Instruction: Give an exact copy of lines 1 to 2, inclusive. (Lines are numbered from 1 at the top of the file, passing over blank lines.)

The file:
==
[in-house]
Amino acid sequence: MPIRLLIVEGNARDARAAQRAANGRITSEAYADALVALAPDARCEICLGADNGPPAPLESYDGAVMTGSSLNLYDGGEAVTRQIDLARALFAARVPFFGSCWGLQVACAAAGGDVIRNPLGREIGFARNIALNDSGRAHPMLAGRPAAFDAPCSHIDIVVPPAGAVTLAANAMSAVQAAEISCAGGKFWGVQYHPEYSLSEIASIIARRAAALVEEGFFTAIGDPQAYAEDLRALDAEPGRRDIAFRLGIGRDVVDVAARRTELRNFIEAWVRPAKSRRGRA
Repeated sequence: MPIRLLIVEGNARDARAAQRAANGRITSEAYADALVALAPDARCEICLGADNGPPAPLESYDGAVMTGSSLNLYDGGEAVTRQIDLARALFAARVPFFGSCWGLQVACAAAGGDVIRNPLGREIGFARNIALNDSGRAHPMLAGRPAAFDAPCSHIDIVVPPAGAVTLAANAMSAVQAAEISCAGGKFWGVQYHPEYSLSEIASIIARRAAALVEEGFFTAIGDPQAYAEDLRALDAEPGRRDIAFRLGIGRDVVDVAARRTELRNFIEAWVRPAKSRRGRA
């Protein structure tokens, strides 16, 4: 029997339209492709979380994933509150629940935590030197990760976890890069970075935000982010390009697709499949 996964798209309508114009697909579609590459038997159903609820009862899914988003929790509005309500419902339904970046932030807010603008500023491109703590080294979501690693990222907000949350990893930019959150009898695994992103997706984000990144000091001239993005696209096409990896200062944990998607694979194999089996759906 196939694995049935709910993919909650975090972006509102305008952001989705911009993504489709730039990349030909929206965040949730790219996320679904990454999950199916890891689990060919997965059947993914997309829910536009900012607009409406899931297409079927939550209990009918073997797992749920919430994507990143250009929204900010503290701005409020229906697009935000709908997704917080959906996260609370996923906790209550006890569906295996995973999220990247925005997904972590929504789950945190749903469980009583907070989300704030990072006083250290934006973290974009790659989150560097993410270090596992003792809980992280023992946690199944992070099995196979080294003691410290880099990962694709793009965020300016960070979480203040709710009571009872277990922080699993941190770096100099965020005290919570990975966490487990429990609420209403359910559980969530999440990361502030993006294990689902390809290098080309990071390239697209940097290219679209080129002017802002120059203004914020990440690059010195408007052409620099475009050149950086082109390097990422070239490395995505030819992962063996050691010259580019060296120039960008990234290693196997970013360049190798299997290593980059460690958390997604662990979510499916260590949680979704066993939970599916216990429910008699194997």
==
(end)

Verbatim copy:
[in-house]
Amino acid sequence: MPIRLLIVEGNARDARAAQRAANGRITSEAYADALVALAPDARCEICLGADNGPPAPLESYDGAVMTGSSLNLYDGGEAVTRQIDLARALFAARVPFFGSCWGLQVACAAAGGDVIRNPLGREIGFARNIALNDSGRAHPMLAGRPAAFDAPCSHIDIVVPPAGAVTLAANAMSAVQAAEISCAGGKFWGVQYHPEYSLSEIASIIARRAAALVEEGFFTAIGDPQAYAEDLRALDAEPGRRDIAFRLGIGRDVVDVAARRTELRNFIEAWVRPAKSRRGRA